Project Title: Machine Perception Nanosensor Array Platform to Capture Whole Disease Fingerprints of Early Stage Pancreatic Cancer
Position: Assistant Professor
Institution: Georgia Tech
Funding NIH Institute/Center: National Institute of Biomedical Imaging and Bioengineering
Grant ID: R00EB033580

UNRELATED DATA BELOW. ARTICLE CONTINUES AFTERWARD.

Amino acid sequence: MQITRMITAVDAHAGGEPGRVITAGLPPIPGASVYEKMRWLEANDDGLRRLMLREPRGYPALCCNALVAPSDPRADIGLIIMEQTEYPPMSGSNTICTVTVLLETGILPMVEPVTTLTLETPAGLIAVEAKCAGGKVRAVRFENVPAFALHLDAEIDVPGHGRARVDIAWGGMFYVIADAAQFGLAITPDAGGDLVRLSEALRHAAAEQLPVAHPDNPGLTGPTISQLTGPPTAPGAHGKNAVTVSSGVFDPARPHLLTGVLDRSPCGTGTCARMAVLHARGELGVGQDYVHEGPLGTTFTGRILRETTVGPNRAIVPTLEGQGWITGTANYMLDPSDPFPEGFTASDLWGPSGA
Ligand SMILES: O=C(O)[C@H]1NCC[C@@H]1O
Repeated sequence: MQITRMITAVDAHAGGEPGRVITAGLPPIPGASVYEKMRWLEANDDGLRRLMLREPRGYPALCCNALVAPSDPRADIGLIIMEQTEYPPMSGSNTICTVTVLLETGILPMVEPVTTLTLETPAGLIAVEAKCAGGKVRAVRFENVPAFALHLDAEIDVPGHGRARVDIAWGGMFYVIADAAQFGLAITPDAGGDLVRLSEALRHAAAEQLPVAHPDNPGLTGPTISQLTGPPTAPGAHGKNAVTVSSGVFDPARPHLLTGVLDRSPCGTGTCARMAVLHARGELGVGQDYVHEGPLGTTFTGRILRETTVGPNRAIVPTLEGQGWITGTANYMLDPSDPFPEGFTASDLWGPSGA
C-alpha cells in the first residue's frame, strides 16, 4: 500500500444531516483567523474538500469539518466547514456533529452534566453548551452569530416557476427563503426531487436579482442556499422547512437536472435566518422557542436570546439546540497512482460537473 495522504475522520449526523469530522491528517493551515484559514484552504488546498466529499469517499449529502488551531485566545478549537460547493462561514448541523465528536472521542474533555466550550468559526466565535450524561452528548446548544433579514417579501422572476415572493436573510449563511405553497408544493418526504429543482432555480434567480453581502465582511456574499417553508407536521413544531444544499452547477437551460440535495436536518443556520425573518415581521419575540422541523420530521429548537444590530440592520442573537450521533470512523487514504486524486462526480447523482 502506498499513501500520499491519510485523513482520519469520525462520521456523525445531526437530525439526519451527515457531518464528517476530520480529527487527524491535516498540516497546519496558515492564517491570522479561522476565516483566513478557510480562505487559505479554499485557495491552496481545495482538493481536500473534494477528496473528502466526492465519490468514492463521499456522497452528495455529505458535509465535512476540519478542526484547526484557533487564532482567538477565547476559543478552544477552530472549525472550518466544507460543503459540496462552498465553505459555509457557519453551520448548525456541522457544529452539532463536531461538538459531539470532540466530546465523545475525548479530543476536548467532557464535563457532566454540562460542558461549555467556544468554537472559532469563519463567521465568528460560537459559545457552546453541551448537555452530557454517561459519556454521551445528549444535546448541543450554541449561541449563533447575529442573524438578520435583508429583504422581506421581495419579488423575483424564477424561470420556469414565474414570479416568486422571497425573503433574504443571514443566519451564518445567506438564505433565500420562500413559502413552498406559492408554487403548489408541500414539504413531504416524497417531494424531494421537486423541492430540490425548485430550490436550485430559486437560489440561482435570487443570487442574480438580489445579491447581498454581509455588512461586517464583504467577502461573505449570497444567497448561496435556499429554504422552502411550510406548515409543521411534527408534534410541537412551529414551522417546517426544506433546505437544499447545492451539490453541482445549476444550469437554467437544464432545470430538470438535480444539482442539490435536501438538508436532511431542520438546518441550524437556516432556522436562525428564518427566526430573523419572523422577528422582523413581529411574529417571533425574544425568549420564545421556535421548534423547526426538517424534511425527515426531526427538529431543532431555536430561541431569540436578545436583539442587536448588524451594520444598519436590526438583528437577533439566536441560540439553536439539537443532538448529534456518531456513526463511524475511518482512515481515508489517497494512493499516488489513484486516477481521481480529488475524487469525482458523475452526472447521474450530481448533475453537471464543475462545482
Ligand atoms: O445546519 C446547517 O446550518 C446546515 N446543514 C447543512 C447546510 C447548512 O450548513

Mijin Kim grew up in South Korea. She became interested in material science and physical chemistry while working as an undergraduate research assistant in the analytical spectroscopy laboratory at Hanyang University in Korea. Dr. Kim moved to the United States to earn a doctorate in chemistry at the University of Maryland, College Park. During her PhD studies, she investigated the methods of chemical modification to improve the quantum efficiency and functionalities of carbon nanotubes. Now in her postdoctoral training in molecular pharmacology at the Sloan-Kettering Institute, Dr. Kim utilizes the chemically modified carbon nanotubes to address challenges in cancer diagnostics and biomedical research tools. She’s developed a machine-learning enabled nanosensor array platform to identify a disease fingerprint of ovarian cancer from patient sera. Dr. Kim currently investigates the molecular mechanism of sensor response and works on validating the methodology for another clinical target. Throughout her training, she’s been committed to promoting diversity in science and engineering through outreach at a local high school and through mentoring students from underrepresented minority and disadvantaged backgrounds.